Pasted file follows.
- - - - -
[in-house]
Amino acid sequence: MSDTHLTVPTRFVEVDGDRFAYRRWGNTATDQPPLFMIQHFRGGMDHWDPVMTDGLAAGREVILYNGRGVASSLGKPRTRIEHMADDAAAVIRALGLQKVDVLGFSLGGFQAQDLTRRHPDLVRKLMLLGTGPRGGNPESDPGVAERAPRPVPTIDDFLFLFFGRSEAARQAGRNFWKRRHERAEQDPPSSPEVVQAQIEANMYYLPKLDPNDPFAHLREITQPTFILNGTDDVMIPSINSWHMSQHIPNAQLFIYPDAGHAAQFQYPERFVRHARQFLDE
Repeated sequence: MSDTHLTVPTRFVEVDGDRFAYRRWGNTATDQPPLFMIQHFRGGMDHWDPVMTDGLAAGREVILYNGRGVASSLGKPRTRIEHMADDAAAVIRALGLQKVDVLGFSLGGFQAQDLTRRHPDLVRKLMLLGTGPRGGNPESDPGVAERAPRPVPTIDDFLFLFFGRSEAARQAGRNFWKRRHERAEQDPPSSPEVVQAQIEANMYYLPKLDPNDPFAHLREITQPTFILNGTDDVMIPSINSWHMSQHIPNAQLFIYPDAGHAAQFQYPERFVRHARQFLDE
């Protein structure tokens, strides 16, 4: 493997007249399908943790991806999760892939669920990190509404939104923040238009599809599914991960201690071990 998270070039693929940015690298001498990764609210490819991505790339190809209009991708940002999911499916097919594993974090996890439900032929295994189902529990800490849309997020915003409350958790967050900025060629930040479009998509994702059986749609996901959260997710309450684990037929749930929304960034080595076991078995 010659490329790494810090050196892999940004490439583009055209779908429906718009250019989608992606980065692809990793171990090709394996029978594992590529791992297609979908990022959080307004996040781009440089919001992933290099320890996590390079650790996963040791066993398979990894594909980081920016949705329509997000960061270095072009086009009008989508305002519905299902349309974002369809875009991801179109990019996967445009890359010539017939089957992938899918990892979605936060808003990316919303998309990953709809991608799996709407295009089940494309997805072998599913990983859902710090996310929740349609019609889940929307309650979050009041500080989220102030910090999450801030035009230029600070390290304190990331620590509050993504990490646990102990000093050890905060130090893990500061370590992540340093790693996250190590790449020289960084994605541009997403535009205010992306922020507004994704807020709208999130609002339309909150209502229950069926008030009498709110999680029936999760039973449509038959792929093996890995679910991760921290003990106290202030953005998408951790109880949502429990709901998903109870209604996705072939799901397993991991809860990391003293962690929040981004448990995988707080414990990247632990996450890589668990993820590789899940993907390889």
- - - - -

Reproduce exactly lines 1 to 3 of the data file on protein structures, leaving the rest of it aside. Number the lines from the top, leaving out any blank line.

[in-house]
Amino acid sequence: MSDTHLTVPTRFVEVDGDRFAYRRWGNTATDQPPLFMIQHFRGGMDHWDPVMTDGLAAGREVILYNGRGVASSLGKPRTRIEHMADDAAAVIRALGLQKVDVLGFSLGGFQAQDLTRRHPDLVRKLMLLGTGPRGGNPESDPGVAERAPRPVPTIDDFLFLFFGRSEAARQAGRNFWKRRHERAEQDPPSSPEVVQAQIEANMYYLPKLDPNDPFAHLREITQPTFILNGTDDVMIPSINSWHMSQHIPNAQLFIYPDAGHAAQFQYPERFVRHARQFLDE
Repeated sequence: MSDTHLTVPTRFVEVDGDRFAYRRWGNTATDQPPLFMIQHFRGGMDHWDPVMTDGLAAGREVILYNGRGVASSLGKPRTRIEHMADDAAAVIRALGLQKVDVLGFSLGGFQAQDLTRRHPDLVRKLMLLGTGPRGGNPESDPGVAERAPRPVPTIDDFLFLFFGRSEAARQAGRNFWKRRHERAEQDPPSSPEVVQAQIEANMYYLPKLDPNDPFAHLREITQPTFILNGTDDVMIPSINSWHMSQHIPNAQLFIYPDAGHAAQFQYPERFVRHARQFLDE